If you decide to fertilize, use a slow-release, general purpose fertilizer and not one that is high in nitrogen. An annual application, in Spring, is sufficient for the broom.


For best results, plant broom in as sunny a spot as possible. Although the Cytisus will tolerate some shade, lacking sunlight will result in fewer flowers and a weaker, leggy plant.

Different varieties and hybrids have different light requirements, so follow the guidelines given. 

Pruning and Repotting

It isn’t necessary to prune a broom, but plants often don’t live for very long. The life expectancy of a broom shrub can be greatly extended through the appropriate use of pruning.

Depending on whether your variety blooms on new or old wood determines when pruning needs to take place. 

For Cytisus varieties, pruning should be done once a year, immediately after flowering.

This is a broom that flowers on old wood. It needs sufficient time to grow back woody stems if it is to flower the following spring. 

If you delay pruning until the Autumn or winter, you will lose the following season’s flowers. 

Before pruning, remove any dead or damaged branches from the plant. Clear away the woody debris. Then, cut the shrub back by approximately one-third, cutting the stems at a 45-degree angle rather than straight across.

For Genistas, pruning can become rather complicated. Some varieties bloom on old wood, so these need to be treated in the same way as the Cytisus varieties. 

Others flower on new wood, which entails a different pruning procedure. Pruning shrubs that flower on new wood can be done a little later in the season.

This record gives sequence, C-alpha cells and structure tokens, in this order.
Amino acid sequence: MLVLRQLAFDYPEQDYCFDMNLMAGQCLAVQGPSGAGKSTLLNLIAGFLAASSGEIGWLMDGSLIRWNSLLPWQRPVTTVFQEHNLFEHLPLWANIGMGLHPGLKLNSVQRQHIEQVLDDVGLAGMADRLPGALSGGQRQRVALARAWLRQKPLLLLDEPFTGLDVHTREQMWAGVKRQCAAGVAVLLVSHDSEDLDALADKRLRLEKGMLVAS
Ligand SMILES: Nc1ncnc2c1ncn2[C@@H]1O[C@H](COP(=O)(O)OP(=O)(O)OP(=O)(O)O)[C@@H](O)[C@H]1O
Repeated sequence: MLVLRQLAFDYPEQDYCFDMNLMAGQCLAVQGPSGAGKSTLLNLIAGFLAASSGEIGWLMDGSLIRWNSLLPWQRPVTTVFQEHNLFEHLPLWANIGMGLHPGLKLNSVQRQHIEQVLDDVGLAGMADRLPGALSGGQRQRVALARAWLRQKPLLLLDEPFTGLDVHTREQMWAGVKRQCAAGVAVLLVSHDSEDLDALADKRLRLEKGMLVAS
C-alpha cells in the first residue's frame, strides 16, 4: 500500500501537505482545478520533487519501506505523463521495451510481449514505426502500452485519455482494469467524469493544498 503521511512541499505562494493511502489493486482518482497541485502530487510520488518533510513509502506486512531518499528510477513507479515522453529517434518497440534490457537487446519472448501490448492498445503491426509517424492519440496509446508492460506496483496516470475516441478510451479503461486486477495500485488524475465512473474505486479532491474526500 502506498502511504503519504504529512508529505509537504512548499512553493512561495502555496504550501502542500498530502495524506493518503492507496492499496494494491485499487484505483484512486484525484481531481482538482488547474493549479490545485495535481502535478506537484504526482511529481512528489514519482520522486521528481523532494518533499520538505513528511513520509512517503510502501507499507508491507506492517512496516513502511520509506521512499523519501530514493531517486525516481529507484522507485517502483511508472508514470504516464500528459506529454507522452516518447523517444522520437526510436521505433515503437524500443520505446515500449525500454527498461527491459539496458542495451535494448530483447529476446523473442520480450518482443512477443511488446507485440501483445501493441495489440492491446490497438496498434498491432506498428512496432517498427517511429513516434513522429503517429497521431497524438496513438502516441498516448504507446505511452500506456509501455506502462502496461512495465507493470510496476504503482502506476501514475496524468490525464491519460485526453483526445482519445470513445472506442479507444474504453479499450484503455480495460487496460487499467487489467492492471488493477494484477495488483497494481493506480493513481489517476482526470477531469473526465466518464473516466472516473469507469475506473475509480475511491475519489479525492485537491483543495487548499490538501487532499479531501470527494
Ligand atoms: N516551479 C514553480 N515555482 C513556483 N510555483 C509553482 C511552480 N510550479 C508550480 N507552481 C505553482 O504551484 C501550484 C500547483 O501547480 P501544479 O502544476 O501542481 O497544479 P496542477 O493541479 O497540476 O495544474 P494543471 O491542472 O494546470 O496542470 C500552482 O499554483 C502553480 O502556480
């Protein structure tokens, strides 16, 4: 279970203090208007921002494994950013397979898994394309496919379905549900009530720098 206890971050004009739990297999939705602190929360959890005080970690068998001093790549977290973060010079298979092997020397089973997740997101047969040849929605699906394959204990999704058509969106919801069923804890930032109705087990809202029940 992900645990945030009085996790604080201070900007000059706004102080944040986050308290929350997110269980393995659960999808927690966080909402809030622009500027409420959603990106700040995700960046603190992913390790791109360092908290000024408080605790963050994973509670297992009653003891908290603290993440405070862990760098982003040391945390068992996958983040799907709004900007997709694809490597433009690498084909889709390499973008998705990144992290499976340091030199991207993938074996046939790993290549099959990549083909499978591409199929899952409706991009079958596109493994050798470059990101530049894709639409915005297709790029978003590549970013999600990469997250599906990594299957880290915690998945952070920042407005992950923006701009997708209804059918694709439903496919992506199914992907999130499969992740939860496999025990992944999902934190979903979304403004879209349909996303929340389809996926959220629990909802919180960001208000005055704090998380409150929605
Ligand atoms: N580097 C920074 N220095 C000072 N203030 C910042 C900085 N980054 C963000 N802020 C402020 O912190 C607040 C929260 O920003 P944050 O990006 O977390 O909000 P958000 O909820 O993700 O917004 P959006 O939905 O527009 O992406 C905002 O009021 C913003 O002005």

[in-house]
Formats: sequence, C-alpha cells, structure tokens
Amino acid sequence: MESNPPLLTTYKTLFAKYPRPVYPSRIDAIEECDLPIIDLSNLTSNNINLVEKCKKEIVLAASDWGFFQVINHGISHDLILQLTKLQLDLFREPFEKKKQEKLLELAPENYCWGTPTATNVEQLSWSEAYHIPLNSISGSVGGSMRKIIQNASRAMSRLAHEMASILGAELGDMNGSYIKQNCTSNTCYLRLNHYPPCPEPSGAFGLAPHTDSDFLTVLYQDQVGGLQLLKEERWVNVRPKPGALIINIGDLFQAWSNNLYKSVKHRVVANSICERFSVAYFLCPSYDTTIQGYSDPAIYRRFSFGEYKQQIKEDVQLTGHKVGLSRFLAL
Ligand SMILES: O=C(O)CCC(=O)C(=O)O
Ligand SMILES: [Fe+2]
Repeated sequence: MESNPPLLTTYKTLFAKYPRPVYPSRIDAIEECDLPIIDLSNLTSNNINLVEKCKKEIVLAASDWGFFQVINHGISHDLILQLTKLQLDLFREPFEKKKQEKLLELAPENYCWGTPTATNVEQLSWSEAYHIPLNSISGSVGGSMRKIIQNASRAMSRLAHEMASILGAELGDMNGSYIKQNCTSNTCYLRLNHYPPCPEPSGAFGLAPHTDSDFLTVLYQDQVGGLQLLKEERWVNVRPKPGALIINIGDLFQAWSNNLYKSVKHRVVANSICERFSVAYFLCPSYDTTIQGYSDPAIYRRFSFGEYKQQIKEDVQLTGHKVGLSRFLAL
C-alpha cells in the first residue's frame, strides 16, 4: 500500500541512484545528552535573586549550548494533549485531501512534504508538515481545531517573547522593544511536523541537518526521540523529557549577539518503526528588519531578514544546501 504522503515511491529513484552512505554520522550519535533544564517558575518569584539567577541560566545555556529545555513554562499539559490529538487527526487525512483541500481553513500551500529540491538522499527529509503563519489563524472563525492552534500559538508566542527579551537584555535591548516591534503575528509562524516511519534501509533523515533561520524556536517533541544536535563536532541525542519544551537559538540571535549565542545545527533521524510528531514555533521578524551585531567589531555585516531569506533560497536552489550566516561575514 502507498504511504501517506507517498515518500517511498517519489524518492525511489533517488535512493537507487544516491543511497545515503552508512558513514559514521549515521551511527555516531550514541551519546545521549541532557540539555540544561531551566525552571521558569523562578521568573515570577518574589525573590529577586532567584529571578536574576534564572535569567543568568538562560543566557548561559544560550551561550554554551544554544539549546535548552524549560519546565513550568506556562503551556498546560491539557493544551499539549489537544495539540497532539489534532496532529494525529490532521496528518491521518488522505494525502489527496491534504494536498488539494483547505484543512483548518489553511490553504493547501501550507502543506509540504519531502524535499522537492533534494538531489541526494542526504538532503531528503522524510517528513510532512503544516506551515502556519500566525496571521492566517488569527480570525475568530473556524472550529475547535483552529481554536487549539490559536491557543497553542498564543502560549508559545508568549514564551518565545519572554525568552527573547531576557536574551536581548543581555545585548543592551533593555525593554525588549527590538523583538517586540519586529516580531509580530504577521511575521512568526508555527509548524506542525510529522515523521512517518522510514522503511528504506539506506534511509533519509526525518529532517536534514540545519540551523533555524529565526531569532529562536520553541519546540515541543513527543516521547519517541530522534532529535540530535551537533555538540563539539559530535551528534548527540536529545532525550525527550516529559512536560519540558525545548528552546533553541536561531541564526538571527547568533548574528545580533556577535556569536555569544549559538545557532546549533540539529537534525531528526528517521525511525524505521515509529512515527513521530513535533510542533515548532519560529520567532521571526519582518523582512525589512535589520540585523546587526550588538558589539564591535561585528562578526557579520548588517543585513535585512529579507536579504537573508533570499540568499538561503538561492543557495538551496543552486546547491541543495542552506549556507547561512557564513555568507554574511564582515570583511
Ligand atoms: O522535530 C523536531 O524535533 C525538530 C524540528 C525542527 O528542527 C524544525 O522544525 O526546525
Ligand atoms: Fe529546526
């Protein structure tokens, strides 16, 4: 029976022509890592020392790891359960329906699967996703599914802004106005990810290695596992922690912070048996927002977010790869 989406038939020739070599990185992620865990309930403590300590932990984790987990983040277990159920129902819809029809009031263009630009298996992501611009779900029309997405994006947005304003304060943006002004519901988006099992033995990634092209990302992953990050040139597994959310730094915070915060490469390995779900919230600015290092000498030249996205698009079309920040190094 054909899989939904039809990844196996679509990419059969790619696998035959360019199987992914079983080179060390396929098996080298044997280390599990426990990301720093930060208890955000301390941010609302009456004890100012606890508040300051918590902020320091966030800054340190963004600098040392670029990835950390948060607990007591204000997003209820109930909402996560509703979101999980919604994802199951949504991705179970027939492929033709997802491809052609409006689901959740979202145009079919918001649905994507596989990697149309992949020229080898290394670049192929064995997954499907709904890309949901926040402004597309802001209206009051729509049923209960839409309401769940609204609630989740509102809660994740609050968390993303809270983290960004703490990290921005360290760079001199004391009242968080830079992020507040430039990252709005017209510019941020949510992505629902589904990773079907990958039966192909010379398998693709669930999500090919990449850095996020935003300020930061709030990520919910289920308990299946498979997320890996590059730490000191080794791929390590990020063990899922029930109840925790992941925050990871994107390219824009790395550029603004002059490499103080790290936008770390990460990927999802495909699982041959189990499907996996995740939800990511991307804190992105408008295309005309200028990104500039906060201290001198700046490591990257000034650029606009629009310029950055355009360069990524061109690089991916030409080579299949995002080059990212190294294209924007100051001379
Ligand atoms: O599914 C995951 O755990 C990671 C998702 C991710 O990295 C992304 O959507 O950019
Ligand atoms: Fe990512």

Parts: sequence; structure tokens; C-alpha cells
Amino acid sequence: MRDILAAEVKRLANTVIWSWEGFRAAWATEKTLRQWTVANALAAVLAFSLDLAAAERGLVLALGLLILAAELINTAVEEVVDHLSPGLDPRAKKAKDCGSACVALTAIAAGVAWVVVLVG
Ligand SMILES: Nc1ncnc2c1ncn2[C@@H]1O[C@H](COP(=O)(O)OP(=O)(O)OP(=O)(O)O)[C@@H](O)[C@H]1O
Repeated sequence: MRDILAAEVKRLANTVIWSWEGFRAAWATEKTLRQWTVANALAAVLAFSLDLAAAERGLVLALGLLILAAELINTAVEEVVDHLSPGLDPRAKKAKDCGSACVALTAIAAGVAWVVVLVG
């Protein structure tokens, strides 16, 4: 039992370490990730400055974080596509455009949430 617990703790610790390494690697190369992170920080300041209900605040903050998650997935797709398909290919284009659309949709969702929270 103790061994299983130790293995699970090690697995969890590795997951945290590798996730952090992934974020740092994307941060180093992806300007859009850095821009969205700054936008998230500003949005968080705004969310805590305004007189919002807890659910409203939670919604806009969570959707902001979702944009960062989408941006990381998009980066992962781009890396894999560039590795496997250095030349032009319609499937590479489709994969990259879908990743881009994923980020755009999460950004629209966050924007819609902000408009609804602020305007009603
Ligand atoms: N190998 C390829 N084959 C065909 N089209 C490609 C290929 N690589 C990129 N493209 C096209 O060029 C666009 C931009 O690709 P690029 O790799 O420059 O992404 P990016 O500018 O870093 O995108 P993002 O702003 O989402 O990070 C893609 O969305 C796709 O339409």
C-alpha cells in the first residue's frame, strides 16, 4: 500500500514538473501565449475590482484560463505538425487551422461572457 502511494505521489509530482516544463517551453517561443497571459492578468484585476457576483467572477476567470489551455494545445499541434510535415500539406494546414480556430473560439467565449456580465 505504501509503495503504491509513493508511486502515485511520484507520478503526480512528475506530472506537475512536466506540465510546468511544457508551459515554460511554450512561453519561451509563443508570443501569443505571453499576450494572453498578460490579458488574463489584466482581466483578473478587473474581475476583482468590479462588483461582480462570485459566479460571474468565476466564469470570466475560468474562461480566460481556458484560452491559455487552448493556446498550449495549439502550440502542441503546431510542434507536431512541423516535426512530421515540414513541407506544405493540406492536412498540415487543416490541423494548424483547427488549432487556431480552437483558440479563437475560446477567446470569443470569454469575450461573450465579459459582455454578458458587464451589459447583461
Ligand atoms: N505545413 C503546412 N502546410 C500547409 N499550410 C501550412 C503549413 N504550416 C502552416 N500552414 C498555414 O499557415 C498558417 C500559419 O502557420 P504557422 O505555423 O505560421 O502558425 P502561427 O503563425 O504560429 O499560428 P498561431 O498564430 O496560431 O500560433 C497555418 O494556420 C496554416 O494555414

Propagating Broom

The most usual way to propagate broom is from stem cuttings, taken when they are semi-ripe in mid to late summer. Softwood Cuttings taken in the spring are too new and soft and are unlikely to root.

Hormone rooting powder helps to develop roots quicker.  The cuttings should be potted up or placed in trees in well-draining potting compost. 

If possible, place the cuttings in a cold frame and until they have rooted make sure they are kept moist. The pots or trays should be kept frost-free during the winter and planted out the following spring.

It is possible, though less reliable and slower, to sow broom seeds. In the wild, the plant will die if it is burned, but its seeds will germinate rapidly after exposure to fire.  

Broom seeds spread and self-sow easily; this is one of the main reasons why broom is sometimes considered invasive. Its abundant reproduction can threaten native plants.

Pests and diseases

Like all shrubs, the broom is not exempt from attack by insects. Slugs and snails, as well as certain caterpillars, will find the broom flowers and foliage attractive due to their sweetness. 

Use an organic pesticide to eliminate slugs and snails, because both can damage the leaves of the broom if left unchecked.

Caterpillars have huge appetites and can cause a lot of damage to the foliage of the broom.

But, the good thing about a caterpillar infestation is that the caterpillars are visible and easy to spot. 

The most effective way to remove them is by hand. Simply pick them off the leaves, remembering to check the underside, where eggs may be incubating.

It’s worth mentioning that in some states, such as California, the broom plant is defined as a pest plant. Broom is considered invasive and a risk to existing native flora. Government programs aim to rid the state of broom, and replace it with non-threatening, species.

Temperature and Humidity